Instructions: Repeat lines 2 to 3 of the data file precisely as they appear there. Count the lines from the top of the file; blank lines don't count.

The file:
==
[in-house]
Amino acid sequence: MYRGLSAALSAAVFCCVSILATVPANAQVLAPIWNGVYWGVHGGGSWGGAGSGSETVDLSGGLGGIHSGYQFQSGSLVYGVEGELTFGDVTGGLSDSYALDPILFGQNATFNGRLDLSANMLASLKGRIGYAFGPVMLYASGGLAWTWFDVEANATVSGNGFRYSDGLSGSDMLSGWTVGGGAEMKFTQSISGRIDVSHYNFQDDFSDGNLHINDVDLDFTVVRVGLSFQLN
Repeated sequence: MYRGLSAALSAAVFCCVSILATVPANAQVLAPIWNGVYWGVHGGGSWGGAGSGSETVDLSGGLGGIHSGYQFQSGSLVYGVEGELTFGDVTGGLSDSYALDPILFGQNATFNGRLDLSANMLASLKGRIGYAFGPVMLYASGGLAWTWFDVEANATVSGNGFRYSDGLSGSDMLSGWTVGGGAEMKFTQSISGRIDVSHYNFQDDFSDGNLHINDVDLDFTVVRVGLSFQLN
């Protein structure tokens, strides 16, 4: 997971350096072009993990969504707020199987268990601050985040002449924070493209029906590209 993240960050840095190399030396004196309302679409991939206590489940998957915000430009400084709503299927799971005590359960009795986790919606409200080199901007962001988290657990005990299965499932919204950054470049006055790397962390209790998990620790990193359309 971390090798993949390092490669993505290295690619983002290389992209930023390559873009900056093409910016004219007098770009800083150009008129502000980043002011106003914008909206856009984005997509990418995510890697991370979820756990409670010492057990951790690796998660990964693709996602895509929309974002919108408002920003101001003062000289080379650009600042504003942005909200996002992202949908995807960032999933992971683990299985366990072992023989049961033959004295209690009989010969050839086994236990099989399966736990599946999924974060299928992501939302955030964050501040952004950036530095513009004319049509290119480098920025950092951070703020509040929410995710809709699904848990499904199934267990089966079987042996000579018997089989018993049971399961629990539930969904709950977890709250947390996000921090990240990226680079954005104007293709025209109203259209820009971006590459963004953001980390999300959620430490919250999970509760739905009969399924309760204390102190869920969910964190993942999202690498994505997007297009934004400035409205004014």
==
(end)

Amino acid sequence: MYRGLSAALSAAVFCCVSILATVPANAQVLAPIWNGVYWGVHGGGSWGGAGSGSETVDLSGGLGGIHSGYQFQSGSLVYGVEGELTFGDVTGGLSDSYALDPILFGQNATFNGRLDLSANMLASLKGRIGYAFGPVMLYASGGLAWTWFDVEANATVSGNGFRYSDGLSGSDMLSGWTVGGGAEMKFTQSISGRIDVSHYNFQDDFSDGNLHINDVDLDFTVVRVGLSFQLN
Repeated sequence: MYRGLSAALSAAVFCCVSILATVPANAQVLAPIWNGVYWGVHGGGSWGGAGSGSETVDLSGGLGGIHSGYQFQSGSLVYGVEGELTFGDVTGGLSDSYALDPILFGQNATFNGRLDLSANMLASLKGRIGYAFGPVMLYASGGLAWTWFDVEANATVSGNGFRYSDGLSGSDMLSGWTVGGGAEMKFTQSISGRIDVSHYNFQDDFSDGNLHINDVDLDFTVVRVGLSFQLN